All of these characters are further realized through the personal style of the cinematography. Whenever Fonny and Tish look at each other, the camera takes turns focusing on each of their faces. By utilizing this first-person perspective, viewers are able to see through Tish’s eyes when Fonny looks at her and then switch point-of-view to see Tish through Fonny’s gaze. Additionally, due to the camera’s placement, viewers repeatedly feel as if they are watching the plot unfold not as an omniscient observer, but rather as an onlooker present in the room. The events that transpire in each scene happen in real time as well, leading to the film to be slow in some moments while still maintaining a realistic feeling. This style is lended further emotion by the film’s tender orchestral soundtrack. Most of the characters’ developments take place during moments of silence, and to heighten the impact of these moments, a predominantly string orchestra slowly and passionately plays. Throughout the film, their music swells and softens as needed for the plot’s current moment. This music allows the viewer to simply feel the moment before moving on to the next plot point.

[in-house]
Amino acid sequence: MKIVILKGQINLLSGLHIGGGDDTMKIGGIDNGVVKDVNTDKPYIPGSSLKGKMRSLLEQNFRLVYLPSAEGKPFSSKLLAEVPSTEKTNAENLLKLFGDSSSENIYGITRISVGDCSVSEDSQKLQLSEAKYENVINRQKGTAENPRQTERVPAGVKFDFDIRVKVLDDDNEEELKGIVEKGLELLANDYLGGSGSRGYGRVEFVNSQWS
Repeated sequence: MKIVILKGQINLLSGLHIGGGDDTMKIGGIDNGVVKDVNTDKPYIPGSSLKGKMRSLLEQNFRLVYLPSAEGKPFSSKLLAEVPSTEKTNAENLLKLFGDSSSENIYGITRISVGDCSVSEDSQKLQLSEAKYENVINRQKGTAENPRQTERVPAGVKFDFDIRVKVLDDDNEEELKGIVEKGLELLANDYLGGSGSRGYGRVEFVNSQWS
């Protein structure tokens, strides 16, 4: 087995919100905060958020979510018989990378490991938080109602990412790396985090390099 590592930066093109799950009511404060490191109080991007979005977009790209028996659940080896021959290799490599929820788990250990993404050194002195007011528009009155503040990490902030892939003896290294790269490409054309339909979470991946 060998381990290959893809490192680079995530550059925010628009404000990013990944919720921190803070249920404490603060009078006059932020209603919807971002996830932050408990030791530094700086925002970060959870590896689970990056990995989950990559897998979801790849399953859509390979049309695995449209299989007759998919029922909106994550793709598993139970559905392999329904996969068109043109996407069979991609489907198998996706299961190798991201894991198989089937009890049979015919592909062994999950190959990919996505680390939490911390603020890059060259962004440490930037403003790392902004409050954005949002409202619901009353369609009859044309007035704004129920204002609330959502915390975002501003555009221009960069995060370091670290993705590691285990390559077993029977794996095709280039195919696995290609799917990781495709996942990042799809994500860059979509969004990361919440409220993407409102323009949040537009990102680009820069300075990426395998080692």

Overall, “If Beale Street Could Talk” remains a worthwhile and important story regardless of how much time has passed between its original publication and the film. It sheds light on the struggles of many young black people during the time of the civil rights movement and remains sadly relevant for many more individuals today. This film highlights how discrimination can and often does subvert justice, and reveals that these events disrupt not only the lives of its victims, but those who care about them as well. Yet this film also offers messages of hope and support, sharing how even through the most difficult of times, love will persist.


Grade: A
Starring: KiKi Layne, Stephan James, Regina King, Teyonah Parris, Colman Domingo
Director: Barry Jenkins
Rated: R
Release Date: December 25, 2018

Image courtesy of IMDb